The year is 2522. Anna is a Remnant—a secret Christian in a world that has banned any form of religion.
She is also an astro-geologist working with her Robot, named Z, for the Planetary Science Commission.
The PSC has worked for 200 years to find alien life on another planet, and finally, after two centuries, a primitive lifeform has been discovered. Faced with the reality of evolved primitives on a forested moon, Anna begins to question all she has ever believed.
Anna and Z travel to the newly-discovered moon in search of answers, but a terrible accident leaves them stranded. Faced with dangerous natives and unfamiliar surroundings, Anna and Z stumble upon a conspiracy that has universal implications.
Will Anna discover the truth about the moon and its inhabitants?
Can God still move within a culture that has abandoned Him?
For eons, Christians have looked to the heavens to admire the glory of God. But what if those celestial lights harbored alien intelligences, or worse yet, alien stupidities? Would these refute Christian belief instead of reinforcing it?
This is the dilemma confronted by Daniel Peyton’s novel Remnant. In a future in which one-world government has outlawed religion, readers meet a dissident astrogeologist simply named Anna. (Surnames, those vestiges of the biological family, are passé in this age.) She will have her faith shattered by the discovery of a pristine exoplanet that shelters what appear to be primitive ape-men, the long-sought proof-of-concept for human evolution.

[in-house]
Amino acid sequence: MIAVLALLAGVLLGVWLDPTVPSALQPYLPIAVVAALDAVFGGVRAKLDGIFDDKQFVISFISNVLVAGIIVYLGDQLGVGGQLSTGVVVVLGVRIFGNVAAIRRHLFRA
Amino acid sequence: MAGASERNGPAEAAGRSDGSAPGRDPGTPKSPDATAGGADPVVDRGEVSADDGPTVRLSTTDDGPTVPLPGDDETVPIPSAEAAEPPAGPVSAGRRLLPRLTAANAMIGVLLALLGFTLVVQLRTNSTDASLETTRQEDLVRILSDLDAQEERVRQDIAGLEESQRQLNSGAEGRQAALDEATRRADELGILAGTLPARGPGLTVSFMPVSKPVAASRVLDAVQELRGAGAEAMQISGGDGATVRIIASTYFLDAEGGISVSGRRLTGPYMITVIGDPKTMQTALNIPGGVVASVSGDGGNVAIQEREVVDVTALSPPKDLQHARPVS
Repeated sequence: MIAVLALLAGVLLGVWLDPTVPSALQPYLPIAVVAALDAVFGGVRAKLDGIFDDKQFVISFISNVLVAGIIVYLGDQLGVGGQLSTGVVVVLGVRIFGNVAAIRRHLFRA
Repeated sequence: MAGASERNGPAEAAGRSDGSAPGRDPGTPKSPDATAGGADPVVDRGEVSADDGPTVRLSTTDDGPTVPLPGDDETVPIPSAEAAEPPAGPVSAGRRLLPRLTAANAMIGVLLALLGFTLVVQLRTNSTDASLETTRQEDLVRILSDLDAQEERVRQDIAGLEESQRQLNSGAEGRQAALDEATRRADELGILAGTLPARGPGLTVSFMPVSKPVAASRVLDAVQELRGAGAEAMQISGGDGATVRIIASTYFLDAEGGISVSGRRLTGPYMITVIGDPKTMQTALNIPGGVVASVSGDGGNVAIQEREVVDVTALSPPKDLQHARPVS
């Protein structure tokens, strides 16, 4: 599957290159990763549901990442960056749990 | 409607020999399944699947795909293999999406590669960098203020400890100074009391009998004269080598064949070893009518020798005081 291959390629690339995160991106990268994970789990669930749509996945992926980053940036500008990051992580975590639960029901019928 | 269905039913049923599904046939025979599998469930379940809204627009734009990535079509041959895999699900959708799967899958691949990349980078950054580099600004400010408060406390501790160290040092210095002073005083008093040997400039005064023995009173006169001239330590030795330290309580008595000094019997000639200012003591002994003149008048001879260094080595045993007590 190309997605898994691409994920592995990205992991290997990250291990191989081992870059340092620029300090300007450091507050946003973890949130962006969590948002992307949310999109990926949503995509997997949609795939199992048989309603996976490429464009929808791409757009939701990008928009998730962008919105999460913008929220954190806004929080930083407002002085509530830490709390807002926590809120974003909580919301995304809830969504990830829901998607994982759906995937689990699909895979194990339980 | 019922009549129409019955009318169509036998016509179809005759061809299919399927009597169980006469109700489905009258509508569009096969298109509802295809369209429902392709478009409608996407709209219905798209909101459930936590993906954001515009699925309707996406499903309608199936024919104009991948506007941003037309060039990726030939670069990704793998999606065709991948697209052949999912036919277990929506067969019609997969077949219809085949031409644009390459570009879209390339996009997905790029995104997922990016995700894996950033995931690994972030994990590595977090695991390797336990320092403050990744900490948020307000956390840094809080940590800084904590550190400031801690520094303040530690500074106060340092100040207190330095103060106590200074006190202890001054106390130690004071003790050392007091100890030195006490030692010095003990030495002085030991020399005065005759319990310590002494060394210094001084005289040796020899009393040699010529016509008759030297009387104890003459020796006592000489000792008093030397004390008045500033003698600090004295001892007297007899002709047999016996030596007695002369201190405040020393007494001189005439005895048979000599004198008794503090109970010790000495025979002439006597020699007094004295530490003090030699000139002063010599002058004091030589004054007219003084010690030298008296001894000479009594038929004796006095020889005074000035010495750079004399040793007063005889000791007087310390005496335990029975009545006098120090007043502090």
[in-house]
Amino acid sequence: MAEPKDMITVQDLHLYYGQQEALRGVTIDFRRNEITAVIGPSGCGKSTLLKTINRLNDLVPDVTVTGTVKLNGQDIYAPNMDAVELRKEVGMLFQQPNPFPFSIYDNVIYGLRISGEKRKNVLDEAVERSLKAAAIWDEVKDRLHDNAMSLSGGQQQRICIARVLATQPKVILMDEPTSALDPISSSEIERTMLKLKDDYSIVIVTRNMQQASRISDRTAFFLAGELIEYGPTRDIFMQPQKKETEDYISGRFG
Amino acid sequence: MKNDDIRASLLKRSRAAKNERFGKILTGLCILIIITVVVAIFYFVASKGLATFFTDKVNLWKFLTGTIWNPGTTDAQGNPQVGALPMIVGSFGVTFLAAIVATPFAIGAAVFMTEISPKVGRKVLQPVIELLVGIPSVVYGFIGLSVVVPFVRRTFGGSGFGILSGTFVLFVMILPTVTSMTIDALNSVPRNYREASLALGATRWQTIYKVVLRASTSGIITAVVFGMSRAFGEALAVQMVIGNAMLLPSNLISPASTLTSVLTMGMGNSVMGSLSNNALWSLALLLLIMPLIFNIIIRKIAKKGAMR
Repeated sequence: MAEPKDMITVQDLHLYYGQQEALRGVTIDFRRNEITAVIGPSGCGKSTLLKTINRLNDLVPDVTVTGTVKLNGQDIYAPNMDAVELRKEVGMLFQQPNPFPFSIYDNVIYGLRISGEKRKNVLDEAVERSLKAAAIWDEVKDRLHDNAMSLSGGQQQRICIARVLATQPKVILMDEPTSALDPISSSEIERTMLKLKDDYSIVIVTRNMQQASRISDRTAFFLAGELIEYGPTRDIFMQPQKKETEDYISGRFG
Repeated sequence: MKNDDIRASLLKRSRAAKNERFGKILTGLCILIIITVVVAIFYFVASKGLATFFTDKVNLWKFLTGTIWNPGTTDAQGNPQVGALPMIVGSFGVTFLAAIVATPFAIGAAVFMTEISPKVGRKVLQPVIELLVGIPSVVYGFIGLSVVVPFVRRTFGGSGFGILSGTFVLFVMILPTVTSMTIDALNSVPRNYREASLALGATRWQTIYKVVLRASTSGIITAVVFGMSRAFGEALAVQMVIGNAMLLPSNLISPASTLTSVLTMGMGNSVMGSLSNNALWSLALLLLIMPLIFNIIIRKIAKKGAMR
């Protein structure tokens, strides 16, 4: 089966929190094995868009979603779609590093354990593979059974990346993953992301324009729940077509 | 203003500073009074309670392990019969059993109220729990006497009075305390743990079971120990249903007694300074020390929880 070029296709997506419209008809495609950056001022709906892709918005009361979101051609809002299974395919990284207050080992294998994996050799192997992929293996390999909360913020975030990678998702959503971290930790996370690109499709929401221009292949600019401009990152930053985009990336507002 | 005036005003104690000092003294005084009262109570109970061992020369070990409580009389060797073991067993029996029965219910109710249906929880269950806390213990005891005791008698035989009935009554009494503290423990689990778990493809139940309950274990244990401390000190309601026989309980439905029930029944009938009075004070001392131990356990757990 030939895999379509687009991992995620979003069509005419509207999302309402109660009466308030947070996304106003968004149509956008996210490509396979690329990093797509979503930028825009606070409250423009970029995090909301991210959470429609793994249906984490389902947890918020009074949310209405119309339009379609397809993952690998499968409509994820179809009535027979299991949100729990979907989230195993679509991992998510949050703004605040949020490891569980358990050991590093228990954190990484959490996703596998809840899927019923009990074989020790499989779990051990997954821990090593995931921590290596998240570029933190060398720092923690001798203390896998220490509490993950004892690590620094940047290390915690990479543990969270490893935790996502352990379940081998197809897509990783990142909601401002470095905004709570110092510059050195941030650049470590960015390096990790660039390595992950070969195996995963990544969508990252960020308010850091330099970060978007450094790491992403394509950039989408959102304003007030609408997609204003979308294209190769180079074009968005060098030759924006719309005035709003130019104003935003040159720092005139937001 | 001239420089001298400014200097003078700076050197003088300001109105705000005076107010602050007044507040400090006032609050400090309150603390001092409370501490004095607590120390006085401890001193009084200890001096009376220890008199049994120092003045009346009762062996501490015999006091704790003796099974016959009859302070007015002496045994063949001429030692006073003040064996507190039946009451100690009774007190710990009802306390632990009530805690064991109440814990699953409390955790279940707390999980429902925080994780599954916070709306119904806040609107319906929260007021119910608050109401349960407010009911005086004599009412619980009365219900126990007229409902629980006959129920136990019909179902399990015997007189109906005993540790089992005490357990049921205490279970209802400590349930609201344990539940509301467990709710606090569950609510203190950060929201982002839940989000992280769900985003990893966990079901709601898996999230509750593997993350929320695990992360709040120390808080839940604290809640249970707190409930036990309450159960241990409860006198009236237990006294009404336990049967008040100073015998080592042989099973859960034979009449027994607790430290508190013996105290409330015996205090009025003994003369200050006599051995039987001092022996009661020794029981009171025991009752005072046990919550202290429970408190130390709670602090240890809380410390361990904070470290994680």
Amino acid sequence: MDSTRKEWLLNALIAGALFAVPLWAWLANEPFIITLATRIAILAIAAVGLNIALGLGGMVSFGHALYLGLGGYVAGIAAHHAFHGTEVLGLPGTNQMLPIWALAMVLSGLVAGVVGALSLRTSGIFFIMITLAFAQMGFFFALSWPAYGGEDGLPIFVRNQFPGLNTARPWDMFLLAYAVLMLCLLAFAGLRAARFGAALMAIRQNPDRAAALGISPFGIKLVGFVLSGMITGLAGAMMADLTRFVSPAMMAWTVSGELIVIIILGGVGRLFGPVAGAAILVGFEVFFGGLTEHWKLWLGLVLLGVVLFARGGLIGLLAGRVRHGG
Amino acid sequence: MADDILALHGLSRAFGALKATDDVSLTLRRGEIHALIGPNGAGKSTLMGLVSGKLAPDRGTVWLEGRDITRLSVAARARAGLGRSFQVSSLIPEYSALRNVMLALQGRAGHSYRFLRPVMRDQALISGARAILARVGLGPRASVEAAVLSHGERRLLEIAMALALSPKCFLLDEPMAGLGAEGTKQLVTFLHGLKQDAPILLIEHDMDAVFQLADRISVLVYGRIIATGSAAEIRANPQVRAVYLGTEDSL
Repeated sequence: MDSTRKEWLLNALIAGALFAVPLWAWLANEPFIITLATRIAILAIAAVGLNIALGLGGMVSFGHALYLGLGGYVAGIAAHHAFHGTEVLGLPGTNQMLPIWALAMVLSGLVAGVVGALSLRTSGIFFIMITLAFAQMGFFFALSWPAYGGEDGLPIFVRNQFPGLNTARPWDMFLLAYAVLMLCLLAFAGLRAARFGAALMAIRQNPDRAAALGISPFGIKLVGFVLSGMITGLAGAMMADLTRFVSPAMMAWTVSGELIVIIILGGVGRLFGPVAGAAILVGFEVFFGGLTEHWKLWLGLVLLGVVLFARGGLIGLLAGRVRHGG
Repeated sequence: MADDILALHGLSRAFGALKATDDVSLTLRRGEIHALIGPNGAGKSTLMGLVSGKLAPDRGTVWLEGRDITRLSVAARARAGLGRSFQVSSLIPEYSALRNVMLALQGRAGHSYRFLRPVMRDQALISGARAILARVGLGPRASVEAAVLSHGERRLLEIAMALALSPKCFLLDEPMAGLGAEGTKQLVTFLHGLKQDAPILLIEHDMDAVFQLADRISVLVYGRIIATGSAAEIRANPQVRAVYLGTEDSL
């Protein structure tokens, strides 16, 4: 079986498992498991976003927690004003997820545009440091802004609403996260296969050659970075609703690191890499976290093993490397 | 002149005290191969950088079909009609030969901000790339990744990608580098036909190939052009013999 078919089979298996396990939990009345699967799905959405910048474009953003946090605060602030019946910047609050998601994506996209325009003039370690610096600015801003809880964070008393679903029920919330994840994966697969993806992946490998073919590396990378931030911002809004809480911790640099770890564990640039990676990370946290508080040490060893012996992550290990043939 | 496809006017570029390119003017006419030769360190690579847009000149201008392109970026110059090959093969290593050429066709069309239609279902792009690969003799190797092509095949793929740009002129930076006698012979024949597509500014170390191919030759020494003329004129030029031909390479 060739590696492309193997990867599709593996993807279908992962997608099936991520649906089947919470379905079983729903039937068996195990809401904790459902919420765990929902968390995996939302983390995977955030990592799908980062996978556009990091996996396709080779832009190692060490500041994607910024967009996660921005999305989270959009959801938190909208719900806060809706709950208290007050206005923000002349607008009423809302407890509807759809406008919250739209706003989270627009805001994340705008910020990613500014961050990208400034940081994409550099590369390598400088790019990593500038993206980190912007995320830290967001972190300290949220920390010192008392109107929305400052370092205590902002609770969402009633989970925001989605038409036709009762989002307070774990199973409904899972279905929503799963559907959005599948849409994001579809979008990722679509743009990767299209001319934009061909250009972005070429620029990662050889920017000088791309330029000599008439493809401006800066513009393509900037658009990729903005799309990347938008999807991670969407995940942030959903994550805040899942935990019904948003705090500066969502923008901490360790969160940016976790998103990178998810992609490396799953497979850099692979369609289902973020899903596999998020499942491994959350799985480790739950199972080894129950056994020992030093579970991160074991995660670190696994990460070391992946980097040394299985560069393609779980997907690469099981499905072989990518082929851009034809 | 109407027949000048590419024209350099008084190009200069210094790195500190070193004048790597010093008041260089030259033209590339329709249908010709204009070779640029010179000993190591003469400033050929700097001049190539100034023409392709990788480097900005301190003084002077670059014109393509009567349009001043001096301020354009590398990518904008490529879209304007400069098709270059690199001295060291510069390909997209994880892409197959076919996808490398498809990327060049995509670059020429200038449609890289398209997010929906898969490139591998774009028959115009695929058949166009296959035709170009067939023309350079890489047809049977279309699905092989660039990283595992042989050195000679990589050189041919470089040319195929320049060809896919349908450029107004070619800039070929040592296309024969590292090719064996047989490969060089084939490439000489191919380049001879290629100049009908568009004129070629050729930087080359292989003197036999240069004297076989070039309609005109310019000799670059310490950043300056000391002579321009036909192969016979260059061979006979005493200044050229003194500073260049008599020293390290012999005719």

But when Anna and her wisecracking robot sidekick start nosing around to verify her fears, she discovers layers of intrigue that threaten to leave her faith even more broken than before.
This is a bold thematic gambit, yet its execution leaves open some questions. Would not Christians, with their diversity of beliefs about human origins and Genesis, have different responses to the discovery of ape-men beyond Earth? Here, however, Christians on Earth may feel equally threatened by this discovery because they belong to the same sect of Messianic Jews in the city-state of Jerusalem.
Meanwhile, the atheistic regime’s imposition of universal sterilization and centrally planned breeding doesn’t seem to affect human citizens in outer space.
In either case, the story may simplify potential thematic complexities, down to the narrative style that offers easy-reading vocabulary describing adult situations.
Nonetheless, Remnant raises important questions. Its action propels readers into scenarios where the gospel is explicitly presented, with an American evangelical flavor, yet without seeming overly preachy.
Best for: Young adult readers in search of thought-provoking sci-fi romance.
Discern: Some sci-fi violence, scenes of sensuality, references to sex and sexual assault, non-graphic nudity, and interspecies romance.